If we don’t perform rituals involving human sacrifices on the altar at the top of a pyramid, the Weather God will strike us with deadly pandemics as punishment, a Science priest says.
In late 2019, Kirby Institute virologist Prof Stuart Turville was looking for another job.
“The funding rates were too low to survive,” he says.
But before he could leave, the Covid-19 pandemic hit. He now runs the institute’s high-security containment lab at the University of New South Wales, where the virus that causes Covid-19 is studied and grown. He and his skeleton team work long hours analysing hundreds of Covid samples from around the country, studying variants and working on treatments. When Turville gets home, after briefly seeing his children, he writes funding grants, and now it’s easier to secure them.
When he thinks back to the time before the pandemic when he considered throwing in the towel, Turville quotes the 2005 fantasy film, Nanny McPhee.
“‘When you need me, but do not want me, then I must stay’,” Turville says.
“I will tell that now to every virologist I train from herein. If they are not funded, not wanted, I will remind them to hold fast. One day, they will be sorely needed.”
Climate change and habitat destruction will bring ‘surprises’
When that day may come is difficult to predict, Turville says, but virologists and infectious diseases experts agree that more pandemics are inevitable. What is less certain is where the next ones will come from, and how severe they will be.
The answers to those questions depend on how much responsibility humans take for their impact on the environment, Turville says. History shows that advances in technology, while improving our ability to deal with pandemics, can also be the very things that trigger them and fuel their spread.
“We are clever and unfortunately naive at the same time with respect to the planet,” Turville says. “Economics and big leaps and bounds in technology bring great standards of living across the globe, but can unearth many unwanted nasties.”
He uses HIV as an example. It has been estimated that HIV entered the human population from primates somewhere near Kinshasa, now the capital of the Democratic Republic of the Congo, around the early 1900s. Yet it was not identified in humans until the early 1980s, having spread with the growth of transport links.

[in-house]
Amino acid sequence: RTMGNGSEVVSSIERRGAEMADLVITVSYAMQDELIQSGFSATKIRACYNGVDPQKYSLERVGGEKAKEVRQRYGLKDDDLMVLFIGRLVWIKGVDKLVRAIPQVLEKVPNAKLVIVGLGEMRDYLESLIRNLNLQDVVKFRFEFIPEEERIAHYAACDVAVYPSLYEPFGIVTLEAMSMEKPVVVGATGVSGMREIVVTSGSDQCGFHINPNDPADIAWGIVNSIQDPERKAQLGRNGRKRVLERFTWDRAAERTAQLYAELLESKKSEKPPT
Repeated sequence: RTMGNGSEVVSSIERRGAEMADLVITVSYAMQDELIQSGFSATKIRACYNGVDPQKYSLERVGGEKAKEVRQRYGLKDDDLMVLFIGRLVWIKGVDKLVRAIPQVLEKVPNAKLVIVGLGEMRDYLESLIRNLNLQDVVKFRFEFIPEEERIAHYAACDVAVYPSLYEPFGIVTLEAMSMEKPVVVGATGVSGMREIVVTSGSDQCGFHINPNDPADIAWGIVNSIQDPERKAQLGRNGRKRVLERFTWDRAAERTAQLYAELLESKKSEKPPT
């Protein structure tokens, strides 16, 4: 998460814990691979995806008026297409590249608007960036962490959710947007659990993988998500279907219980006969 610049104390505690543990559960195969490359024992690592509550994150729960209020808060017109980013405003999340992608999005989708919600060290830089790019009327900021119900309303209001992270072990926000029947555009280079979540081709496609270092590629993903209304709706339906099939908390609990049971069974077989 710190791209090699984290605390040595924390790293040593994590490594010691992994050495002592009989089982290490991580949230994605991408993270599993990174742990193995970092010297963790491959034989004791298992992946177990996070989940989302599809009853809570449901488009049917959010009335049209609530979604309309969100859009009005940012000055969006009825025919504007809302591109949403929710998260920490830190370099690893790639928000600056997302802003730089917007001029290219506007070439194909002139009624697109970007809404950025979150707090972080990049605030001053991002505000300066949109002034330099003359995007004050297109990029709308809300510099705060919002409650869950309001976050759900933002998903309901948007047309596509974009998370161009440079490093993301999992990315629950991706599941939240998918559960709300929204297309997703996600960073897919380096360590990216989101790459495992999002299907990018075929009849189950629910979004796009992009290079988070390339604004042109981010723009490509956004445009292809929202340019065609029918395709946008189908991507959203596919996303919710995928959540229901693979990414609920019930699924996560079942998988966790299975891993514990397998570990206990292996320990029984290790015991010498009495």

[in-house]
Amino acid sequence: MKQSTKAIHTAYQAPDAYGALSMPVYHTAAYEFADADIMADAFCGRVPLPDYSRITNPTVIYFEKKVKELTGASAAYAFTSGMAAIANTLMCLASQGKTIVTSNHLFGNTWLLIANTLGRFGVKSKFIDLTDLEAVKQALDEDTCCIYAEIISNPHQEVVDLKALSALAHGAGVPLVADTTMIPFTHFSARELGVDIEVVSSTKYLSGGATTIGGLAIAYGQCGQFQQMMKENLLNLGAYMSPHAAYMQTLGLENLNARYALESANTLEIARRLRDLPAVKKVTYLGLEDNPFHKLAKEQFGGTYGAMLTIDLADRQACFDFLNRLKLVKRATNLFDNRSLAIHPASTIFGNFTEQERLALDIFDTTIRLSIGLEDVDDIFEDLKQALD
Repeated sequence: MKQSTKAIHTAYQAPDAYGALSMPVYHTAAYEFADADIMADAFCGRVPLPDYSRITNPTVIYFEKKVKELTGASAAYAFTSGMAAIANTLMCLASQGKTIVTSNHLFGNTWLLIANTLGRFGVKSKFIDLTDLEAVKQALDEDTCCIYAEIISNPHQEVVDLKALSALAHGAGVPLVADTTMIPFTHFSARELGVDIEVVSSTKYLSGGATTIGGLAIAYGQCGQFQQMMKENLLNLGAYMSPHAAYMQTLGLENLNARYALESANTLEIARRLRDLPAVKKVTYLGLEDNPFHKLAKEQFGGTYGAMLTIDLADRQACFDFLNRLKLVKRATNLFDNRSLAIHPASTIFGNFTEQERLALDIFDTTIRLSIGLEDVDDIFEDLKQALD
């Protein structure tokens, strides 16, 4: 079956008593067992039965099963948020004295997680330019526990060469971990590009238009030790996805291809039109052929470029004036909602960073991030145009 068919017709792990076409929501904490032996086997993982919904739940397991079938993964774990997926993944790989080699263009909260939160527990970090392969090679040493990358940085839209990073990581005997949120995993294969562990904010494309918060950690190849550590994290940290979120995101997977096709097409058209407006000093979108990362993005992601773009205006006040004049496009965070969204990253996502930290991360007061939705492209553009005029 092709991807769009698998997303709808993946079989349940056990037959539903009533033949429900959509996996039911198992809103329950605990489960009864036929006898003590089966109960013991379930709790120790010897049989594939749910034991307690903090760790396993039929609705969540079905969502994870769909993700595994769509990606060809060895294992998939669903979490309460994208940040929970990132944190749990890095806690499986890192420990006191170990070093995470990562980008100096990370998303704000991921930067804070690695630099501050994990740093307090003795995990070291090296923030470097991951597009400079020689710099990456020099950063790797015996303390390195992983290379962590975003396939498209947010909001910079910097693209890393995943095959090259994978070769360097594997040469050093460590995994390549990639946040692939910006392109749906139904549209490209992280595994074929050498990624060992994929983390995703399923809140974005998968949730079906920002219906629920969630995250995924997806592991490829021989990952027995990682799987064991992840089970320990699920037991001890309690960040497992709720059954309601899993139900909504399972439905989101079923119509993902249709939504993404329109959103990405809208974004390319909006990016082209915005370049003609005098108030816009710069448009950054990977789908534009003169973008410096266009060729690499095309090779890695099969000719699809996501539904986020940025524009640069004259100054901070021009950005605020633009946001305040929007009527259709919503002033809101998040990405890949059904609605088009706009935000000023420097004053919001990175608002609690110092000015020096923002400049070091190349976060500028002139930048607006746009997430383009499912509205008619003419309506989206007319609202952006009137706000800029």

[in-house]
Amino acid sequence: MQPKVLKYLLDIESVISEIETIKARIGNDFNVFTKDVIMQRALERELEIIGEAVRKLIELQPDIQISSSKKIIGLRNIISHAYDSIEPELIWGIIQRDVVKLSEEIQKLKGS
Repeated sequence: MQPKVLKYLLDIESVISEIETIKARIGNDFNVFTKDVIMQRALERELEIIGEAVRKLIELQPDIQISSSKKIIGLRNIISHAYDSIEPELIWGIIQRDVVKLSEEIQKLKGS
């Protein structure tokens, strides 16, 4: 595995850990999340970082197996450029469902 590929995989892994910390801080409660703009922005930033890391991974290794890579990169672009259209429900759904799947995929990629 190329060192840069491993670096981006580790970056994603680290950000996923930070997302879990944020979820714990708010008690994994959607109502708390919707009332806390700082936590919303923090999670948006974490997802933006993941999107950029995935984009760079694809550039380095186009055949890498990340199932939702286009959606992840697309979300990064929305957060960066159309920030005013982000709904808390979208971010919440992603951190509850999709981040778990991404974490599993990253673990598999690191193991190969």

“The developing area of Kinshasa led to the infrastructure that moved the virus along that route,” Turville said. “Then, it moved on to the harbours and then on to the cities, as we all know. It was driven by economic activities.”
Other viruses have emerged from humans disturbing the environment, Turville says. The bat-borne nipah virus, which causes severe encephalitis – inflammation of the brain – in humans, stems from intensive agriculture practices, and climate change.
About three-quarters of all novel emerging viral diseases over the past two decades have been zoonotic, transmitted from an animal source, mostly bats, rodents or birds. But often missing from discussions of their origins is the role of humans.
“Unfortunately, things like climate change and habitat destruction will bring with them ‘surprises’ as animal struggle to deal with their changing environments courtesy of us,” Turville says.
How many species are estimated to have gone extinct before humans even existed? Animals are always struggling.
The idea that animals live in harmony before evil humans come to disturb their home is a malicious lie.
Prof Dominic Dwyer, a medical virologist who is part of a team of 14 investigating the Covid-19 pandemic for the World Health Organization, agrees. The same team is now identifying the studies that need to be done to better prepare for the next pandemic and prevent it from being so severe.
Dwyer says a key part of planning for future pandemics will be understanding animal, environment and human interaction.
“All the viruses that have emerged in the last 50 years have come from either animals or the environment, and the connection, the network, between those factors and humans is so important,” he says.
‘There are viruses just waiting in the wings’
A paper published by Elsevier titled Preparing for Emerging Zoonotic Viruses, says experts had warned of the Covid-19 pandemic for years, often modelling it in the literature under the name Disease X.
“The disease X scenario that many scientists had warned about came true,” the article says.
“However, previous investments in surveillance, diagnostics, novel laboratory techniques, open data sharing and vaccine platforms did pay off. The speed of these key developments in the surveillance and control of the new virus is unprecedented.”
Dwyer says these scientific and technological advances, combined with more rapid data-sharing by governments, would stand us in good stead in managing a future pandemic. Patchy investment in public health, including in Australia, had been somewhat rectified.
You are seeing it now – as predicted, the coronavirus agenda is being welded into the global warming agenda.